The set {k_{1},k_{2},k_{3}, . . . , k_{10}} used in Eq. 3.1 is a group of coefficients that are different for each pixel of the entire image. Such functions of Eq. 3.1 are easily represented as linear combinations of the polynomials in any polynomial basis set. The easiest set is a polynomial basis set permitting the independent estimation of each coefficient. Such a basis set is the set of discrete orthogonal polynomials. That is, the basis set holds polynomials that are mutually orthogonal and such a basis set is mutually orthogonal. According to the Gram-Schmidt Orthogonalization Procedure, there is an inductive technique to generate a mutually orthogonal set from any linearly independent set. The term of “linear independence” is defined as follows: In a vector space S, if the elements of {x_{1}, x_{2}, . . . , x_{n}} belong to the vector space S, then a combination x=l_{1}x_{1}+l_{2}x_{2}+ . . . +l_{n}x_{n }is also in the vector space S. The combination x is said to be a linear combination of x_{1}, x_{2}, . . . , x_{n}. When l_{1}x_{1}+l_{2}x_{2}+ . . . +l_{n}x_{n}=0, if the only linear combination of x_{1}, x_{2}, . . . , x_{n }has all l_{j }equal to zero, the set {x_{1}, x_{2}, . . . , x_{n}} is said to be linearly independent. Here in our problem,
If the window size is set as 11 (ws=11), the basis set of orthogonal polynomials is different from that of ws=5:
Thus, a mutually orthogonal set obtained is used to calculate the coefficients of Eq. 3.1. If exact fitting occurs, Eq. 3.1 is rewritten as: Eq. 3.11 is interesting because it means that each fitting coefficient a_{m }can be computed as a linear combination of the gray level data of d(r,c). For each pixel over the related window Ψ, the gray level value d(r,c) is multiplied by the weight These kinds of weights are called the kernels of the facet model.
After obtaining the coefficients (a_{1}, a_{2}, a_{3}, . . . , a_{10}), it is easy to get the coefficients (k_{1}, k_{2}, k_{3}, . . . , k_{10}). That is, for the 5×5 facet model the coefficients k_{n}'s are as follows:
For each pixel of an image, there is a group of coefficients of k_{n}'s for the facet model. Therefore if an image has M×N pixels, then there are M×N groups of coefficients of k_{n}'s. In other words, all k_{n}'s are functions of (i,j): k_{n}=k_{n}(i,j), n=1, 2, . . . , 10. It is noted that the facet model window may overlap outside the boundaries of the image. No consideration is granted to these boundary pixels. As mentioned before, the boundary pixels are ignored without any negative effect. Once the fitting coefficients have been calculated, the estimated polynomials for all pixels of the image are given by Eq. 3.1. It should be noted that there is a kind of approximation in calculating these coefficients. The function of Eq. 3.1 is considered as a combination of discrete polynomials around the region Ψ while calculating these coefficients. After this, the function of Eq. 3.1 is considered as being continuous around the region Ψ. This continuous function always permits us to obtain the first and second directional derivatives at any point. Then it is possible to process topographic labeling. The derivatives of 2D functions are directional. For the function in Eq. 3.1, the directional derivative in the direction α is defined as The following notation is used to describe the mathematical properties of the topographic categories for continuous smooth surfaces expressed by f (r,c)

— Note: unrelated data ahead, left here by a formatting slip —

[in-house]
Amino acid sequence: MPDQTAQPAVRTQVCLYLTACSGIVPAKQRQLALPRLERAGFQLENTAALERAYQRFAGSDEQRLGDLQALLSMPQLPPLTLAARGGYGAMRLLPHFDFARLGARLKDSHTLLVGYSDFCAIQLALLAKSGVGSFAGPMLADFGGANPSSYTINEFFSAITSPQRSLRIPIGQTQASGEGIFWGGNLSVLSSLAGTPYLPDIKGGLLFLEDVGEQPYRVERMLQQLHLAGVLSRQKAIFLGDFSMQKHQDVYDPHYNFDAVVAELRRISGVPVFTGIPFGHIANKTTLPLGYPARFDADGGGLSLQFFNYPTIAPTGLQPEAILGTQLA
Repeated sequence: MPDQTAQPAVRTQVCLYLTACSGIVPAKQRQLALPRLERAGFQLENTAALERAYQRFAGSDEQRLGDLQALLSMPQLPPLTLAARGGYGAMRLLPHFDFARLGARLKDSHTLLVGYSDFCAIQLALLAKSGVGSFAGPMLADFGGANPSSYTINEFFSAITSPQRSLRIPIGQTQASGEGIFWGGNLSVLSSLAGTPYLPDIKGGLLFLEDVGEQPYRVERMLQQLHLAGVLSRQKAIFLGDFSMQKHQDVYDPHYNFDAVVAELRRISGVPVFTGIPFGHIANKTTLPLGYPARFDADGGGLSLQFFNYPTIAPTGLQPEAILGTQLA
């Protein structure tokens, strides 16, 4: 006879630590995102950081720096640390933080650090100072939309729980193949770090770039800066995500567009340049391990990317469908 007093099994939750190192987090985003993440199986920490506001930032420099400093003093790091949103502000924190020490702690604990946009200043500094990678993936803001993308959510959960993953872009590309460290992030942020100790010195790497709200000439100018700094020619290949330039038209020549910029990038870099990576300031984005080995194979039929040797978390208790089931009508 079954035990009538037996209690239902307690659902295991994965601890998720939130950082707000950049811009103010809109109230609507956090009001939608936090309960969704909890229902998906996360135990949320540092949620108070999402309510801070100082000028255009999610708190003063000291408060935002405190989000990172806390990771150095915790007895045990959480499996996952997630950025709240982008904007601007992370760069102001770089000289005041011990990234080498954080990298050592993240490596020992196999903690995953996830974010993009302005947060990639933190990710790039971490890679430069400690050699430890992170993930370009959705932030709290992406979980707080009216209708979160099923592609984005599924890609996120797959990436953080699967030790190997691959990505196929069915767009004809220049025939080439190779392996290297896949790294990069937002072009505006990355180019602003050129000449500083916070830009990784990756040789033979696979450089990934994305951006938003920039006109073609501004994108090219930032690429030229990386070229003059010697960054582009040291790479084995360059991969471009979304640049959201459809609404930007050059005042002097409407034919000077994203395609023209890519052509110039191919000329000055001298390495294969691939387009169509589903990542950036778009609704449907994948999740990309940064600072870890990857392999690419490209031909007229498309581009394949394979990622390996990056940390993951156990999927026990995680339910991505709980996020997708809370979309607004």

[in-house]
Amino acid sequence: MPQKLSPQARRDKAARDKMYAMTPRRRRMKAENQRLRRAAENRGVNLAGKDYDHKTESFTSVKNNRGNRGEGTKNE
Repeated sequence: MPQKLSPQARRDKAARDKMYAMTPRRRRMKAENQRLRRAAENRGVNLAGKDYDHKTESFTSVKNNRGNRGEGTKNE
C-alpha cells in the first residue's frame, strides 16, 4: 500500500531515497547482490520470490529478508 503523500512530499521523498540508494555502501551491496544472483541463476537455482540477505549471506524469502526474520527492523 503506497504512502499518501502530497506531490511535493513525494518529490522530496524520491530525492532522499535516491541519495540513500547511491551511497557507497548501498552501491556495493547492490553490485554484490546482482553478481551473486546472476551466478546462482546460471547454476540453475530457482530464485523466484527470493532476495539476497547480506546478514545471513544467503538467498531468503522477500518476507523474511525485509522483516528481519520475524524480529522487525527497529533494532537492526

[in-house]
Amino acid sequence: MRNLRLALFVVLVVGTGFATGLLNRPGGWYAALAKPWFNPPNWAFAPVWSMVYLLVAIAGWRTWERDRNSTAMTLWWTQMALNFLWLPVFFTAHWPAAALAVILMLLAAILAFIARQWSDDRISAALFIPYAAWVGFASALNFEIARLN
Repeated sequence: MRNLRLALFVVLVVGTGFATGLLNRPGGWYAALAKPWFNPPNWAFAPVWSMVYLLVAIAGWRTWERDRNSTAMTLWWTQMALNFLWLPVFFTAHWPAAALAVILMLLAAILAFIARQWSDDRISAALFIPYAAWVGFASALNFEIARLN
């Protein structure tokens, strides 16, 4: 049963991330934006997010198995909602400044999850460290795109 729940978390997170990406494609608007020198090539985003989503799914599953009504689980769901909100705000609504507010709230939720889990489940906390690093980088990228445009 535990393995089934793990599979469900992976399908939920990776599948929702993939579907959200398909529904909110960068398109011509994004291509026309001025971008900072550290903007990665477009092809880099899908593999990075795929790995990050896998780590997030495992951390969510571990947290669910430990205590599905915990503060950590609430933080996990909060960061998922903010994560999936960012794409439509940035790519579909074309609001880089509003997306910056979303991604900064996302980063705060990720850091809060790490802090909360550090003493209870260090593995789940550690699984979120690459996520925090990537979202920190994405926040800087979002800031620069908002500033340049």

Based on ∥∇f∥, λ_{1}, λ_{2}, ∇f· In fact, the classification criteria listed in Table 2 cannot be directly used because there is a problem when applying the classification in a one-pixel area. If the topographic classification is only applied to the point, the center of each pixel, then for example, a pixel having a peak near one of its comers might be misclassified as a concave hill rather than as a peak. On one hand, the topographic classification must be a sampling of the actual topographic surface classes. On the other hand, it is most likely that some categories like peak, pit, ridge, ravine and saddle might never occur precisely at a pixel's center. Not occurring precisely at a pixel's center, they might occur just around that one-pixel area. If these cases occur, the pixels should be classified as those categories rather than the classification labels of the pixels' center points.
Topographic labels are divided into 2 subsets: (1) Those labels indicating that a strict, local, 1D extreme has occurred (peak, pit, ridge, ravine, and saddle) and (2) those labels not indicating that a strict, local, one-dimensional extreme has occurred (flat and hillside). It is not necessary to search the pixel's entire area for the zero crossing of the first directional derivative, but search only in the directions of extreme second directional derivatives, If λ_{1}=λ_{2}≠0, the directions Once the first derivative maximum occurs, a zero crossing of the second directional derivative is searched for along the gradient direction. For a one-dimensional extreme, there are four cases to be considered: no zero crossing; one zero crossing; two zero crossings; and more than two crossings of the first directional derivative. Case 1 If no zero crossing is found along either of the two extreme directions within the one-pixel area, then the pixel cannot be a local extreme and therefore must be assigned a label from the set (flat or hillside). The classification criteria are listed in Table 3.